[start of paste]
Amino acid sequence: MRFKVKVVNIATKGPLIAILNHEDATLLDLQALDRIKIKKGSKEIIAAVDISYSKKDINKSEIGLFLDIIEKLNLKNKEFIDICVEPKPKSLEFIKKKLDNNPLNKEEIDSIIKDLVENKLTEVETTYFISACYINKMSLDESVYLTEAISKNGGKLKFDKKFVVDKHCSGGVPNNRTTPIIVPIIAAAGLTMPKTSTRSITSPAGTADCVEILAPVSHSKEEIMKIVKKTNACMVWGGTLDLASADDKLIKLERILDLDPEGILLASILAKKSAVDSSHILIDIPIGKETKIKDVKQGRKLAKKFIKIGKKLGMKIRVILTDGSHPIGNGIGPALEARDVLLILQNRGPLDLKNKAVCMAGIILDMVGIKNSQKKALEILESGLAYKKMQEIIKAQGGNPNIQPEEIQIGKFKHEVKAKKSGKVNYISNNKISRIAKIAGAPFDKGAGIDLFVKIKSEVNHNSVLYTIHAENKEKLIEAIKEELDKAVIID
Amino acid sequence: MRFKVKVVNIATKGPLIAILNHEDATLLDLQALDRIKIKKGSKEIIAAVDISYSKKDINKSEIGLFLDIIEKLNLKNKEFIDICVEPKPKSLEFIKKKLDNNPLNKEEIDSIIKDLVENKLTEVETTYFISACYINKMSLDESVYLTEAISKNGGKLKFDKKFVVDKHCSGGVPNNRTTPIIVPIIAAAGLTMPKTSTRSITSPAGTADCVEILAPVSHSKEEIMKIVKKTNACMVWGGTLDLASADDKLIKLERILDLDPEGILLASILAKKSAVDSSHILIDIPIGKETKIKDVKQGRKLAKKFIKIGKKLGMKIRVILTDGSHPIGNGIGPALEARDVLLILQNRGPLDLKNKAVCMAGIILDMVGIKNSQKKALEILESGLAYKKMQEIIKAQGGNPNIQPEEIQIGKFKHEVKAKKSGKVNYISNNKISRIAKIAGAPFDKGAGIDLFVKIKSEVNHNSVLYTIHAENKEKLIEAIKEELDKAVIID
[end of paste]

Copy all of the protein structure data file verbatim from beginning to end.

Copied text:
Amino acid sequence: MRFKVKVVNIATKGPLIAILNHEDATLLDLQALDRIKIKKGSKEIIAAVDISYSKKDINKSEIGLFLDIIEKLNLKNKEFIDICVEPKPKSLEFIKKKLDNNPLNKEEIDSIIKDLVENKLTEVETTYFISACYINKMSLDESVYLTEAISKNGGKLKFDKKFVVDKHCSGGVPNNRTTPIIVPIIAAAGLTMPKTSTRSITSPAGTADCVEILAPVSHSKEEIMKIVKKTNACMVWGGTLDLASADDKLIKLERILDLDPEGILLASILAKKSAVDSSHILIDIPIGKETKIKDVKQGRKLAKKFIKIGKKLGMKIRVILTDGSHPIGNGIGPALEARDVLLILQNRGPLDLKNKAVCMAGIILDMVGIKNSQKKALEILESGLAYKKMQEIIKAQGGNPNIQPEEIQIGKFKHEVKAKKSGKVNYISNNKISRIAKIAGAPFDKGAGIDLFVKIKSEVNHNSVLYTIHAENKEKLIEAIKEELDKAVIID
Amino acid sequence: MRFKVKVVNIATKGPLIAILNHEDATLLDLQALDRIKIKKGSKEIIAAVDISYSKKDINKSEIGLFLDIIEKLNLKNKEFIDICVEPKPKSLEFIKKKLDNNPLNKEEIDSIIKDLVENKLTEVETTYFISACYINKMSLDESVYLTEAISKNGGKLKFDKKFVVDKHCSGGVPNNRTTPIIVPIIAAAGLTMPKTSTRSITSPAGTADCVEILAPVSHSKEEIMKIVKKTNACMVWGGTLDLASADDKLIKLERILDLDPEGILLASILAKKSAVDSSHILIDIPIGKETKIKDVKQGRKLAKKFIKIGKKLGMKIRVILTDGSHPIGNGIGPALEARDVLLILQNRGPLDLKNKAVCMAGIILDMVGIKNSQKKALEILESGLAYKKMQEIIKAQGGNPNIQPEEIQIGKFKHEVKAKKSGKVNYISNNKISRIAKIAGAPFDKGAGIDLFVKIKSEVNHNSVLYTIHAENKEKLIEAIKEELDKAVIID